Get to know the heart of Downtown London!
Whether you’ve gone to one of the many festivals, or walked past the illuminated evergreen trees in the winter, you’ve likely experienced London’s beloved Victoria Park. The 18-acre park is a downtown London gem for its various events and lush green space.
Below is a timeline of the park’s history if you’d like to learn more about how Victoria Park came to be.
Special thanks in advance to the folks at the London Public Library‘s London Room. Their London Free Press Archives collection helped with plenty of research for this article.
1835-1874: Pre-Victoria Park Days
The downtown landmark served a few different purposes before it first became a park. The book “Fragments From the Forks: London, Ontario’s Legacy” by Daniel J. Brock mentions other roles the park took.
The British Garrison and Cricket grounds occupied the site during the Upper Canada Rebellion from 1835 to 1850.
Between 1854 and 1859, an integrated school called the Colonial Church Society School used the land that eventually became Victoria Park.
The park’s southern portion, then called Cricket Square, hosted the first Forest City Baseball Club game on August 23, 1867.
1874-1950: Victoria Park develops
The green space officially became Victoria Park in 1874, named after Queen Victoria. When needed, the park was used for military purposes.
After that, several of the monuments were placed in the park, beginning with the three cannons used in the Crimean War. In 1912, the Boer War Memorial Statue was built.
Following Victoria Park’s first ice rink in 1913, Londoners took up ice skating every winter.
In 1914, the infamous black Eastern Gray Squirrels were brought over.
A Cenotaph replica was built in 1934, and the Sherman “Holy Roller” tank, used in the Second World War, was presented in 1950 before its arrival in 1956. The first bandshell was built in 1950.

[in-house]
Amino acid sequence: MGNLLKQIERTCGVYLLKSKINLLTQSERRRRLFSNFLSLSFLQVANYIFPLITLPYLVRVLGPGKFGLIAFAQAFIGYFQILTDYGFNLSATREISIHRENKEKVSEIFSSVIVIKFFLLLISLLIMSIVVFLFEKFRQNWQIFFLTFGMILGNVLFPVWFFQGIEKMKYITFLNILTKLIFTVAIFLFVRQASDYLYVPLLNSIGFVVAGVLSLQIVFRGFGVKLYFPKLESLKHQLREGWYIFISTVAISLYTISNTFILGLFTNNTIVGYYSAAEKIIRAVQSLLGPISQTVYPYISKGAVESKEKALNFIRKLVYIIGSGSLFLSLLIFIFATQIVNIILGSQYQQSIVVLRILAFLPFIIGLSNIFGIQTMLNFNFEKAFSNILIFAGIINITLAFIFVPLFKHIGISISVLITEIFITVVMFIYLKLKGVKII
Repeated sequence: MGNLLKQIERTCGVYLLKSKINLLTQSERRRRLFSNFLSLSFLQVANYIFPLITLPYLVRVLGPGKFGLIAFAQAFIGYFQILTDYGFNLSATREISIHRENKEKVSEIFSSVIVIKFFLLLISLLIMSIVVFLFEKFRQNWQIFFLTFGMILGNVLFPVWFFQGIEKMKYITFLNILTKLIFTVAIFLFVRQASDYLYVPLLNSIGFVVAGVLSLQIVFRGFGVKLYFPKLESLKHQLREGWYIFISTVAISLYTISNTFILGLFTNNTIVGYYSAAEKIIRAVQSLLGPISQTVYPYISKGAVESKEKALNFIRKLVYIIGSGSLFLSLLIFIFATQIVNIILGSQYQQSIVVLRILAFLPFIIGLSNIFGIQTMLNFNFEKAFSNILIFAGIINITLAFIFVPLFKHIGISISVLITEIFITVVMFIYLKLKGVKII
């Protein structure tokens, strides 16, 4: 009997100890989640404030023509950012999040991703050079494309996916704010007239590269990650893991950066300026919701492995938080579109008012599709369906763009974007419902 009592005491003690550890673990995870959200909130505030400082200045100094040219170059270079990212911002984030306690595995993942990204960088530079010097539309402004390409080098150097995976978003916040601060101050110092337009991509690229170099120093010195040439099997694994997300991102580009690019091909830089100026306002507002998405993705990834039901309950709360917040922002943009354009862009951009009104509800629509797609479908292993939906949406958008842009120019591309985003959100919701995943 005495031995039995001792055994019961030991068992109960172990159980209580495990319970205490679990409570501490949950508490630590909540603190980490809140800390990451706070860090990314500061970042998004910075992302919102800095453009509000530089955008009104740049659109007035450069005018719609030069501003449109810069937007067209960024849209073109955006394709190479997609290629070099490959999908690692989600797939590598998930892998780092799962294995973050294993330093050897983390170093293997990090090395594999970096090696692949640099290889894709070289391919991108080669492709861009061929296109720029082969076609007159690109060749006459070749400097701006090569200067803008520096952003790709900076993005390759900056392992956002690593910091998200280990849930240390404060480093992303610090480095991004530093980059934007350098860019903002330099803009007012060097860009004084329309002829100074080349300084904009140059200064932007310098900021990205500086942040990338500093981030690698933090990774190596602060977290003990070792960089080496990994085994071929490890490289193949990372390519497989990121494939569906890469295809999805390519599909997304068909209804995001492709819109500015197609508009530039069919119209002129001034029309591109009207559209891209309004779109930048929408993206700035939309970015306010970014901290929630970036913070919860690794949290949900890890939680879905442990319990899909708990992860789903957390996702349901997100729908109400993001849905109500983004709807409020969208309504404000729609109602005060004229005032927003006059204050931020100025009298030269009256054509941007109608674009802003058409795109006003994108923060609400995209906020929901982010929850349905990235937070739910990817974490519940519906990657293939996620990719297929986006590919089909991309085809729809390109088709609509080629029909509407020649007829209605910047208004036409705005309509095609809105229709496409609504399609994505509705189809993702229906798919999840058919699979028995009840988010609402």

It’s hard to imagine the park without the monuments or the squirrels. Each add their own unique touch to our downtown oasis.
1958: A start of a winter tradition
The Lighting of the Lights, part of Winter Wonderland, warmly welcomes the holiday season and makes winter a little bit brighter. Walking through the park with all of the illuminated trees makes the holidays even more magical.
According to the book “Fragments From the Forks,” the illuminating tradition began on December 5 1958.
1973-1990: More Victoria Park traditions begin
What would Victoria Park be without its summer festivals? The bustling, music-filled season brings plenty of culture and community to the city’s core.
Stop by Home County for a relaxing and creativity filled weekend, whether that includes finding a new art piece or sitting in the park listening to music.
Along with great music, the festivals feature lots of tasty dining options.
1990-2012: New bandshell, new memorial, and new beginnings
In 1990, Victoria Park got a revamped bandshell. The bandshell serves plenty of events throughout the year, from community runs to movie nights to New Year’s Eve.
In 1994, the park placed a memorial monument for those who lost their lives in the École Polytechnique Massacre, which happened in Montreal on December 6, 1989.
Pride London festivities also bring cheer to the park, and have been since 2012. Previous venues for the Pride London Festival include the parking lot of the John Labatt Centre, now called Budweiser Gardens and the Western Fair District.
Don’t forget to watch the Histories of London: Parks and Festivals Mini-Documentary.
If you have any memories of Victoria Park, please share them in the comments section!